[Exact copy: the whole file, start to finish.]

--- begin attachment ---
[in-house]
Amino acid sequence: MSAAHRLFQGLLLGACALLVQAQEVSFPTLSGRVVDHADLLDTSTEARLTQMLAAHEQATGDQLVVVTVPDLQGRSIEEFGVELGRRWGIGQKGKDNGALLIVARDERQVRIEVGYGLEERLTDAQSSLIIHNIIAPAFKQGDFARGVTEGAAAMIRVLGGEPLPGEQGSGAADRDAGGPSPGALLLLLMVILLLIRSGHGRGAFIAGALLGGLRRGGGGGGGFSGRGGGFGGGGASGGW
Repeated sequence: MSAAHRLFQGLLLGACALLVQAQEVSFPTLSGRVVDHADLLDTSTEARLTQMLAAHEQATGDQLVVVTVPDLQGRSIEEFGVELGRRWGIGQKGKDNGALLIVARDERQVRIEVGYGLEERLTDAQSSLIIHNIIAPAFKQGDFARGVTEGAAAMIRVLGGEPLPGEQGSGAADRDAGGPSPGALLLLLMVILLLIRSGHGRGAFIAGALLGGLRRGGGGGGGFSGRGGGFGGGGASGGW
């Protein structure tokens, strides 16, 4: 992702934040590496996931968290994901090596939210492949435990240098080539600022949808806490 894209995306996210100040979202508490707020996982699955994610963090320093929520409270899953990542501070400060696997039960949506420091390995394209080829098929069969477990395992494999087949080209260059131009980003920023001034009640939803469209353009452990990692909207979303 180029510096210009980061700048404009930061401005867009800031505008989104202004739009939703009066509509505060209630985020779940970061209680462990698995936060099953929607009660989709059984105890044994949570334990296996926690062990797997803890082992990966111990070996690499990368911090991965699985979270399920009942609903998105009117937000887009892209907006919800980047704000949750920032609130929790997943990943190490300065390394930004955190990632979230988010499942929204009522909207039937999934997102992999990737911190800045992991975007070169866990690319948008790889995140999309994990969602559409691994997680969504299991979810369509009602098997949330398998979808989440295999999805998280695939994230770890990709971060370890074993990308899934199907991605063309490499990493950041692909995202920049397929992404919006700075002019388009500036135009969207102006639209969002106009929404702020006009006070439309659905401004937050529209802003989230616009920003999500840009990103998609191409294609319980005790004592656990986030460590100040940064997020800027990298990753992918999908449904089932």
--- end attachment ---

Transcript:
[in-house]
Amino acid sequence: MSAAHRLFQGLLLGACALLVQAQEVSFPTLSGRVVDHADLLDTSTEARLTQMLAAHEQATGDQLVVVTVPDLQGRSIEEFGVELGRRWGIGQKGKDNGALLIVARDERQVRIEVGYGLEERLTDAQSSLIIHNIIAPAFKQGDFARGVTEGAAAMIRVLGGEPLPGEQGSGAADRDAGGPSPGALLLLLMVILLLIRSGHGRGAFIAGALLGGLRRGGGGGGGFSGRGGGFGGGGASGGW
Repeated sequence: MSAAHRLFQGLLLGACALLVQAQEVSFPTLSGRVVDHADLLDTSTEARLTQMLAAHEQATGDQLVVVTVPDLQGRSIEEFGVELGRRWGIGQKGKDNGALLIVARDERQVRIEVGYGLEERLTDAQSSLIIHNIIAPAFKQGDFARGVTEGAAAMIRVLGGEPLPGEQGSGAADRDAGGPSPGALLLLLMVILLLIRSGHGRGAFIAGALLGGLRRGGGGGGGFSGRGGGFGGGGASGGW
């Protein structure tokens, strides 16, 4: 992702934040590496996931968290994901090596939210492949435990240098080539600022949808806490 894209995306996210100040979202508490707020996982699955994610963090320093929520409270899953990542501070400060696997039960949506420091390995394209080829098929069969477990395992494999087949080209260059131009980003920023001034009640939803469209353009452990990692909207979303 180029510096210009980061700048404009930061401005867009800031505008989104202004739009939703009066509509505060209630985020779940970061209680462990698995936060099953929607009660989709059984105890044994949570334990296996926690062990797997803890082992990966111990070996690499990368911090991965699985979270399920009942609903998105009117937000887009892209907006919800980047704000949750920032609130929790997943990943190490300065390394930004955190990632979230988010499942929204009522909207039937999934997102992999990737911190800045992991975007070169866990690319948008790889995140999309994990969602559409691994997680969504299991979810369509009602098997949330398998979808989440295999999805998280695939994230770890990709971060370890074993990308899934199907991605063309490499990493950041692909995202920049397929992404919006700075002019388009500036135009969207102006639209969002106009929404702020006009006070439309659905401004937050529209802003989230616009920003999500840009990103998609191409294609319980005790004592656990986030460590100040940064997020800027990298990753992918999908449904089932």